Recently, the local PR team for La Tagliatella reached out to us to see whether we’d like to give one of this very large chain’s two Atlanta stores a try. We were certainly aware of the company’s entrance into this market in 2013, but never found time to visit. Atlanta, after all, has lots and lots of restaurants. I was curious about the chain, and, looking around, see that not too many other local writers have visited. Is it because, in Europe, La Tagliatella is a huge chain? Would bloggers in England balk if somebody opened an Olive Garden there?
Atlanta was the first American city that the company moved into, and there had been two stores, one in midtown and the one in the Emory Point development we tried, but the midtown restaurant has since closed. Four other locations have opened in the last twelve months: one each in Miami and Charlotte, and two around Washington DC. Most of the other 130-plus stores are in Spain, France, and India. Today, it’s owned by a Polish corporation called AmRest, which is a big franchisee of Burger King and KFC stores in Europe. La Tagliatella was first developed in 1991 by a Spanish company called Restauravia. AmRest bought them out three years ago, picking up 120 La Tagliatellas and 30 more KFCs for their portfolio.
The more I read about La Tagliatella, the more interested I became. Any large or medium-sized “Italian” chain in this country – Olive Garden, of course, or Ippolito’s, Macaroni Grill, or so on – has a menu influenced by the New York-style Italian recipes of the 1930s and 1940s that came to mean Italian cuisine to everybody in the US. I wondered what an Italian chain would look like without the influence of lots of pepperoni, buckets of marinara sauce, and a Frank Sinatra soundtrack.
Marie and I arrived just after 2 pm on a Friday. The restaurant was quiet and not particularly busy, hosting a couple of larger groups and some late business lunches. The design, mercifully, is utterly unlike the Six Flags Over Tuscany nonsense of American chains. I like the deep, rich reds and the woodwork. It looks like the Orient Express inside.
They make pizzas a lot closer to what we’ve been able to identify in more recent years as Neapolitan-style than big sloppy New York-style. They’re not true Neapolitan, with all the checked boxes about the flour and breed of tomatoes and the number of hours each herb faces the sun every day before use – those Neapolitan snobs outdo everybody else in foodie-land with their snobbery, they do – but they’re closer to what we’ve learned is a original Italian pizza than not.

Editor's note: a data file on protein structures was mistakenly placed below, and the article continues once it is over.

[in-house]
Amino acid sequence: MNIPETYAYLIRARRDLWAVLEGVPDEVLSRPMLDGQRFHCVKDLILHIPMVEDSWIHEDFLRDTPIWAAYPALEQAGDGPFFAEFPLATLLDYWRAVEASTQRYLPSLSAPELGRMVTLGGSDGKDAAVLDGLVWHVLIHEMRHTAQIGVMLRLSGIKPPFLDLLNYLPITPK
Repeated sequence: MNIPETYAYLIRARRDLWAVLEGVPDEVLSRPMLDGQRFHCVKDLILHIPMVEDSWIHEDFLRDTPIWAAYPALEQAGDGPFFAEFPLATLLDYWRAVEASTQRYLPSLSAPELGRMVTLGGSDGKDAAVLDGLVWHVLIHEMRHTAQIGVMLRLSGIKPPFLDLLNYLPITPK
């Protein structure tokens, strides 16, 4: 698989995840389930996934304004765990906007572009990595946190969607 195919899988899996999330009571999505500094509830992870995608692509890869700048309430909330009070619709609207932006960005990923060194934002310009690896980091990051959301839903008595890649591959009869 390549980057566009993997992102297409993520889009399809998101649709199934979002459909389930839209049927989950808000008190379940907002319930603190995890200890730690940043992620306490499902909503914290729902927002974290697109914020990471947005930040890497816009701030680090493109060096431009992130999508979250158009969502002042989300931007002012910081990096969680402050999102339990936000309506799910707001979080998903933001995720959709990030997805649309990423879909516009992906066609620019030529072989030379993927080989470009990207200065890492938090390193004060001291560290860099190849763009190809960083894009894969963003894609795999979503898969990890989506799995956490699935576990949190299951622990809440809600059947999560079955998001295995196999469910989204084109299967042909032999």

We ordered two, a Salume (chorizo dressed with a fresh cracked egg and oregano) and a Garda (ham and mushrooms). The minimalist use of toppings meant that the pizzas stood or fell on the strength of the crust and sauce, and, happily, we enjoyed them. I really like the crackle of a thin, crispy crust. I wouldn’t swear that either were standout pies, but they were perfectly fine.
Then we were given a third pie, which really was a standout. The Tagliatella comes with fried eggplant and shavings of Parmigiano-Reggiano, with drizzles of honey and aceto balsamic vinegar. It’s terrific. Marie and I did not think that we would particularly care for a sweet pizza, but this was a really pleasant surprise. The vinegar on this pie, incidentally, is not the same as the balsamic that they bring to the table along with bread and olive oil. This is sweet and sublime and I’m curious to try similar concoctions on other pizzas. Who else in town does this?
We left with quite a lot of pizza to take home – two pies were a bit much for us, the third, while magnificent, didn’t get close to the attention it deserved – and left pleased. We don’t often visit chains of this size, but I’m glad we agreed to pop into this one. We learned a little bit and we had a preconceived notion about sweet pizza kicked in the head. It was an interesting and tasty little experience, really.
(As noted, this was a media event and our meal was complimentary. It’s our policy to always note when we’ve received our meal without charge. If you would like to invite us to your restaurant’s media events, please drop Grant a line at firstname.lastname@example.org .)
You can see all the restaurants that we have visited for our blog on this map, with links back to the original blog posts. It’s a terrific resource for anybody planning a road trip through the southeast!